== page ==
Against the background of serious concerns about sexual violence and abuse in schools and Ofsted’s announcement of a review, New Visions Group Council Member, Professor Kate Myers reflects on her own experience of tackling the issues nearly 40 years ago in 1983 and calls for the work done then to be revived.

Kate Myers is Emeritus Professor, University of Keele. This article was first published in abbreviated form in The Times (UK) on 5th April 2021.

It’s shocking but not surprising to read about the allegations of sexual harassment suffered by female pupils at several prestigious public and state schools. Sadly this is not news for many of us.

Long before Me too, and Black Lives Matter many feminist educators were trying to raise the issues of many (but not all) boys behaving badly in mixed sex settings.  Co-ed schools were often schools for boys where girls were at best tolerated but often treated as unwelcome guests.(1)

Nearly forty years ago a group of us organised a conference called ‘Equal Opportunities: What’s in it for boys?’  Having taught for 13 years in a comprehensive school in the Inner London Education Authority I had been seconded to the Schools Council’s Sex Differentiation in Education Project. The Equal Pay Act 1970 and the Sex Discrimination Act 1975 were both in place. Following the legislation, many of us worked hard in our schools attempting to raise the aspirations of our female students. In particular we were concerned about girls’ underachievement and under-representation in significant subject areas. Increasingly we started to feel that it was equally important to address the quality of their life in mixed schools.(2)

It was evident that focusing on girls was not enough, hence the conference which was funded by the Equal Opportunities Commission and supported by the Schools Council(3)  and Inner London Education Authority. Our premise was that it was not fair on the girls to try to change their behaviours and attitudes unless we also worked with the boys who would grow up to be the men they would work with and some of them, live with. We deliberately did not demonise men and boys. Often they had not been exposed to the issues nor encouraged to reflect on the girls’ perspective. We wanted to encourage them to change their behaviour for their own sakes as well as for the sakes of the girls they interacted with. We worked alongside male colleagues who were as passionate as we were about these issues.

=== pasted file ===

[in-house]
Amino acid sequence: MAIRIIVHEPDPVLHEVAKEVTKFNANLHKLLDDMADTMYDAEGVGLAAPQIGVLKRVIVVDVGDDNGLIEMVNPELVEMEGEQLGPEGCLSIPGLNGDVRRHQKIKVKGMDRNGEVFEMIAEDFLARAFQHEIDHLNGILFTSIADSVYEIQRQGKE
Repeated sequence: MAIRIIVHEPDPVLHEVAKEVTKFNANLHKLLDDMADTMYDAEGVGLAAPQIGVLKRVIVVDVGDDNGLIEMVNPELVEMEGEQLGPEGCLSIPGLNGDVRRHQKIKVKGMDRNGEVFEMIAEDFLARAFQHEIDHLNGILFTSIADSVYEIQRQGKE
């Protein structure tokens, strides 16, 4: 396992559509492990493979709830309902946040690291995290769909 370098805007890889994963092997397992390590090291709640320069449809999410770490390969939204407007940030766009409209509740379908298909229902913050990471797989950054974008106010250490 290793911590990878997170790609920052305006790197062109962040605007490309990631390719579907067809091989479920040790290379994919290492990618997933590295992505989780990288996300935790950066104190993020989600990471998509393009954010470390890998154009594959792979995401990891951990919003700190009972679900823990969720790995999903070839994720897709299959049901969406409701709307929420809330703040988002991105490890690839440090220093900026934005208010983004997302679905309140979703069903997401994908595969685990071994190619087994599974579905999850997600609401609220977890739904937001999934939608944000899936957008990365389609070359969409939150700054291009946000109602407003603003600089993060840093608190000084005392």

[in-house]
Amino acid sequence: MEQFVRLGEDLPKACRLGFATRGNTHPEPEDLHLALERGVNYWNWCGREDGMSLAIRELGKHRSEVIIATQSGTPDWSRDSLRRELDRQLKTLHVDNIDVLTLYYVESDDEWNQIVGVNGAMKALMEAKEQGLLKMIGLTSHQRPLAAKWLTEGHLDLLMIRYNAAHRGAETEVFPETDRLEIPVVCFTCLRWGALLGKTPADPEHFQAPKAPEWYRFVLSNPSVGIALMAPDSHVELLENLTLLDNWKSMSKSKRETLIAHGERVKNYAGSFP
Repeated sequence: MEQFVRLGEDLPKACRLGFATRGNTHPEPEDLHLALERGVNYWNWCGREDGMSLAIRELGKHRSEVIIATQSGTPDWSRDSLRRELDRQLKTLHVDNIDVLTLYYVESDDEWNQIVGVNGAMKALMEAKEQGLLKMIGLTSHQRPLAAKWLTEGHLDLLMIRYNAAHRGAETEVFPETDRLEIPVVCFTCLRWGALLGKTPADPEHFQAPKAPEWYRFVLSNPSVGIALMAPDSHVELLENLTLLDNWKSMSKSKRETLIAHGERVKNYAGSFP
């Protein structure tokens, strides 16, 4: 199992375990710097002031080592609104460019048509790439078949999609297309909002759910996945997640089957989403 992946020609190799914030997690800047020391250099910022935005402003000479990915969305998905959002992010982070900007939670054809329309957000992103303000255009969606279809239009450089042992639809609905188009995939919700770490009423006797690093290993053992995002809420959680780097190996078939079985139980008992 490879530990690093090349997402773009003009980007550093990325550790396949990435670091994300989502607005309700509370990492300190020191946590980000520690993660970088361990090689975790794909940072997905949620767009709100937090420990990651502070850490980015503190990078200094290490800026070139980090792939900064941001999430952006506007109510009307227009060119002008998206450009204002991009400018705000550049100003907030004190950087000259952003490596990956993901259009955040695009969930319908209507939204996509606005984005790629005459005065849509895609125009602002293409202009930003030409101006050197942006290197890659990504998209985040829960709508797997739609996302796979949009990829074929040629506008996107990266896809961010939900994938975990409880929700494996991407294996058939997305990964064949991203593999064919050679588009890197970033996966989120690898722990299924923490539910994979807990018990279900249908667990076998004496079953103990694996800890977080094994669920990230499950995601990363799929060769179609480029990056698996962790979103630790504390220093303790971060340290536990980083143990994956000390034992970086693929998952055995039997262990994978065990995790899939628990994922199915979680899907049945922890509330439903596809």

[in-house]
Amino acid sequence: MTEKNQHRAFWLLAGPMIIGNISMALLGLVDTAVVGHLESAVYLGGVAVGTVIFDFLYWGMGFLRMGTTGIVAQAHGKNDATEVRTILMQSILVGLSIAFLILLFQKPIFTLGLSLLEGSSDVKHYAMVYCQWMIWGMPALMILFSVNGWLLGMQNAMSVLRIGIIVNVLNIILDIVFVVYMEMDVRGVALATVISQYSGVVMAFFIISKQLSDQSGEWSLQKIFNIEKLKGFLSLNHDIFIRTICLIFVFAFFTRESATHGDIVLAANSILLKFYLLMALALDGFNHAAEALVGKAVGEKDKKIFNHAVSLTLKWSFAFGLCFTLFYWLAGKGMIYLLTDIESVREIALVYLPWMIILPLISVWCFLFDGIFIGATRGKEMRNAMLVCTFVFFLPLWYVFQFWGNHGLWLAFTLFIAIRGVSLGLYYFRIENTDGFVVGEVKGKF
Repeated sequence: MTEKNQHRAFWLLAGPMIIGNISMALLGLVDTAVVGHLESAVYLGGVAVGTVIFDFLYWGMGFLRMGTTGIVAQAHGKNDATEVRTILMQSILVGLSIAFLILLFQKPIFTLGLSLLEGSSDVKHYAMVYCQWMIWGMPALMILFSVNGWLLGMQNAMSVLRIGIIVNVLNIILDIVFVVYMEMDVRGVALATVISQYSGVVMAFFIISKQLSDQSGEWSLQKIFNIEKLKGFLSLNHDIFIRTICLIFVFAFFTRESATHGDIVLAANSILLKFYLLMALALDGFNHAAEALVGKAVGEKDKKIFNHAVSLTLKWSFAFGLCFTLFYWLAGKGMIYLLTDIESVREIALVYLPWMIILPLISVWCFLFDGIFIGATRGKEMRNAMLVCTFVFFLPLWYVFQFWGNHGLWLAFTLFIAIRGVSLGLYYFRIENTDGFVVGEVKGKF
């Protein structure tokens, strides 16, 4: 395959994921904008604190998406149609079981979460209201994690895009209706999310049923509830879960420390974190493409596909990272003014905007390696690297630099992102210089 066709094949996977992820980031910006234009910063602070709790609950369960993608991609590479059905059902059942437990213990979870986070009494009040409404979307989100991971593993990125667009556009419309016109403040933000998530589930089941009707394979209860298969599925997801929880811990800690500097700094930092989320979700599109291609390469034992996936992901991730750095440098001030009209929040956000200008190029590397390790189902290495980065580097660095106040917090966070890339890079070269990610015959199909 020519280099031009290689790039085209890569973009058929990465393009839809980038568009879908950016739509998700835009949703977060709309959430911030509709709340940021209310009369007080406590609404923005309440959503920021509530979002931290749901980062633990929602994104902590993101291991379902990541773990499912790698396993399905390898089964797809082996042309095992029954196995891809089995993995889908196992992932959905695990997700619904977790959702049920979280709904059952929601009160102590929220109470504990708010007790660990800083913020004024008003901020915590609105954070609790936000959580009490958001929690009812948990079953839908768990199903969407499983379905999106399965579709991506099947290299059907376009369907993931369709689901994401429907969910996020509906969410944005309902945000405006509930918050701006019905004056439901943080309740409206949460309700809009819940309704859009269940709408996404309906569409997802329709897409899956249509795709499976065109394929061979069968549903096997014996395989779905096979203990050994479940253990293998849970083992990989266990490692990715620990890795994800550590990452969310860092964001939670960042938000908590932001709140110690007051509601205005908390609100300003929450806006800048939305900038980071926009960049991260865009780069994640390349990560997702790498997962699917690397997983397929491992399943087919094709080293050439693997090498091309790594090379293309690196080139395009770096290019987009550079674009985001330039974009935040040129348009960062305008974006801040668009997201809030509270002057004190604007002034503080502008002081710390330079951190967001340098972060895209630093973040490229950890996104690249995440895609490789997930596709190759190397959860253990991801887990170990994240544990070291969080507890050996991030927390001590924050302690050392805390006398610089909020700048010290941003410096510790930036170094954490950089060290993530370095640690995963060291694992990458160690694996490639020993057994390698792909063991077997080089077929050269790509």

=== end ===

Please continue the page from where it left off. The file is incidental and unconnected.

As well as keynote speeches there were several workshops led by both women and men. Topics included looking at sexuality and health education, working with boys in boys’ schools and working with boys in mixed schools. We came up with a list of suggestions including developing whole school policies, instigating self- evaluation by schools, producing teaching resources, and staff training.